Kolink Regulator 1000W 80+ Gold PSU Review

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Just before Christmas, I managed to luckily get my hands on one of the latest Kolink Regulator Gen5 ATX 3.0 Modular power supplies. Now while psu’s are usually hidden away in the lower depths of your PC case, these unsung heroes are the whole reason you can not only work and game but also turn the PC on in the first place!

I Have The Power!

Read on as I not only installed the Psu once but twice, thanks to a certain Mrs Claus surprising me with a new Fractal Design case over the festive period.

photo of the rear of the black rectangular Kolink regulator psu. There are 12 sockets shown to plug devices into
Lots of sockets mean lots of cool things to power!

The Hardware

The ATX 3.0 Kolink Regulator range includes for a 750W, 850W, 1000W and 1200W PSU, offering a great selection of variety depending on your PC build or plans for the future.

Inside the box, I received the 140mm wide x 86mm high x 150mm deep Kolink Regulator 1000W 80+ Gold Gen5 Modular Power Supply along with:

  • 1x Mains power cable
  • 1x 20+4-pin (600 mm)
  • 1x 12VHPWR 12+4-pin 600W (600mm)
  • 2x 4+4-pin (CPU / ATX12V / EPS12V) (650 mm)
  • 4x 6+2-pin PCIe 1x (600 mm + 150 mm) / 2x (600 mm)
  • 7x SATA (500 mm + 150 mm + 150 mm) / (500 mm + 150 mm + 150 mm + 150 mm)
  • 4x 4-pin Molex (500 mm + 150 mm + 150 mm + 150 mm)
  • 1x Cuddly toy (jokes)

The number of SATA plugs and CPU/PCIE sockets seemed to be the main difference (other than the Wattage!) depending on the power range that you went for. You get 6 SATA plugs with the 750W & 850W, 7 with the 1000W and 8 with the 1200W. There are 4 CPU/PCIe sockets on the 750W & 850W while there are 5 on the 1000W & 1200W.

Oddly I received a 2-pin main lead instead of a UK 3-pin one in my box. I had several 3-pin plug kettle leads lying about thankfully. Admittedly I live closer to France than London!

photo showing a black 2 pin euro mains plug

Design & Build

With the Kolink Regulator, you are treated to a quiet 120mm fluid dynamic bearing fan (FDB) as opposed to either a sleeve bearing or double ball bearing version. Out of the three types, the FDB fan has the lowest friction and therefore in its horizontal installation, the longest lifespan, with most achieving over 50,000 hours and upwards. The curvature and distance away from the grille also play a part in the efficiency of the unit and help to lessen any noise that is created.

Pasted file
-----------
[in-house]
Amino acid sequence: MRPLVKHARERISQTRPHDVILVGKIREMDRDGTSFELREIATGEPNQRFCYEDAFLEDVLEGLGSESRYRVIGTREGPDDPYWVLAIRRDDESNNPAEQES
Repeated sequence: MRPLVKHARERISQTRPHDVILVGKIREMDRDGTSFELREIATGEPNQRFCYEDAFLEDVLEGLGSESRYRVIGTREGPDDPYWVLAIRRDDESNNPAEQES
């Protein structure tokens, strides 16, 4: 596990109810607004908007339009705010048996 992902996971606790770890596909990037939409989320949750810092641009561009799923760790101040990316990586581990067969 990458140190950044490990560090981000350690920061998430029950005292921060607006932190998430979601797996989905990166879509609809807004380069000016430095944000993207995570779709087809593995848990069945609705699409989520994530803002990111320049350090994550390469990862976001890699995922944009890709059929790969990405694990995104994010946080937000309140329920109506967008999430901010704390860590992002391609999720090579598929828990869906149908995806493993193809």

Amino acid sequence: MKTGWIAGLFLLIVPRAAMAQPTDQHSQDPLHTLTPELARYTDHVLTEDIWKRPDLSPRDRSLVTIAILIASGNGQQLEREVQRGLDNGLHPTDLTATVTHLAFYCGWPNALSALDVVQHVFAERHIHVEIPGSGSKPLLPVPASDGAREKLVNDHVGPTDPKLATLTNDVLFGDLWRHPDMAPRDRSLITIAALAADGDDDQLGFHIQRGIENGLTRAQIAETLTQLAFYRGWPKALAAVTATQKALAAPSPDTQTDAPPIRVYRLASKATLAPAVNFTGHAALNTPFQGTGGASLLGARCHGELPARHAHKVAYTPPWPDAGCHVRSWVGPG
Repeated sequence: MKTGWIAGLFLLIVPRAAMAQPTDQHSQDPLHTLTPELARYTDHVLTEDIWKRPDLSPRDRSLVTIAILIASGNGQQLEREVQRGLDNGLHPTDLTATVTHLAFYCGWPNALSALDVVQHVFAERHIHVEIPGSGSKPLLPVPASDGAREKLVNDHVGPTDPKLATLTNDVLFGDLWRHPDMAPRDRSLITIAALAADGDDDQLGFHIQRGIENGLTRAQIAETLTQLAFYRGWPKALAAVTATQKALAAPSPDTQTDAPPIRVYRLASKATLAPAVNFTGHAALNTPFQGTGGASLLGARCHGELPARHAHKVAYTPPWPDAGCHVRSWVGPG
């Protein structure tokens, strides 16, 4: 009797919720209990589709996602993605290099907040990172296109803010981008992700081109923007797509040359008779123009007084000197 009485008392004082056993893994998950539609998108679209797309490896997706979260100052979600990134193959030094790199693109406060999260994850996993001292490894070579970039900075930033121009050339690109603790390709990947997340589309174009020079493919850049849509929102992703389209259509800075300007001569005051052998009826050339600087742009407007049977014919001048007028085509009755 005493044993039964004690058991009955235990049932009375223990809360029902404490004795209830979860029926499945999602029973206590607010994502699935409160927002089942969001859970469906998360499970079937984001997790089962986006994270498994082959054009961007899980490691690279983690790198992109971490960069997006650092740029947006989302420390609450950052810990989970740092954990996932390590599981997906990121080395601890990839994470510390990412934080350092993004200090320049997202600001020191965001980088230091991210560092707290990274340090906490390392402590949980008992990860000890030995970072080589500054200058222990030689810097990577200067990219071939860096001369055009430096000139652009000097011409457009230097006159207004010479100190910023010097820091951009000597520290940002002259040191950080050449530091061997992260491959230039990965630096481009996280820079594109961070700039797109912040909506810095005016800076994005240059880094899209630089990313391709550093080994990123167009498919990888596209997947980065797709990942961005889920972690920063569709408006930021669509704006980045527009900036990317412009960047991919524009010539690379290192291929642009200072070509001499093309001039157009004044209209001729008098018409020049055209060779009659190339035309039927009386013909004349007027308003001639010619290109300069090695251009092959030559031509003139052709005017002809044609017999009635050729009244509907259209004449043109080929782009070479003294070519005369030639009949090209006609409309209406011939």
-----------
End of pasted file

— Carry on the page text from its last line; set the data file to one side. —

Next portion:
On the back of the PSU is a switch that allows you to activate a semi-fanless mode whereby the fan will only kick in once you are using greater than 40% of the available power. While having a passive mode is great, I tend to hardly hear the PSU fan at the best of times due to the intake and exhaust fans kicking in during games.

Land of the Rising Capacitor

Performance and stability is said to be guaranteed by using Japanese capacitors within the Kolink Regulator. While this is an interesting selling point, this is something that came to light (literally) in the early 2000’s when a number of inferior capacitors hit the market from other countries. This caused untold capacitors to fail. Japan then became recognised as being more reliable than the others. You do not hear so much about mass product failures anymore, therefore I guess the manufacturing issues have been resolved. That said, there is some comfort as Japan is always seen as a bit of a tech leadership country in my eyes.

When powering your gaming rig, comprising of many sensitive components, you need to feel safe that your power supply is ready to handle anything that is thrown at it in order to protect your multitude of (secret from the wife) investments. Here the Kolink Regulator excels with 7 forms of protection, that, should they be required, will hopefully nip the problem in the bud and save your RTX 4090 from catching fire or NVME from being vaporised. Being an electrical engineer, I love seeing manufacturers take electricity seriously.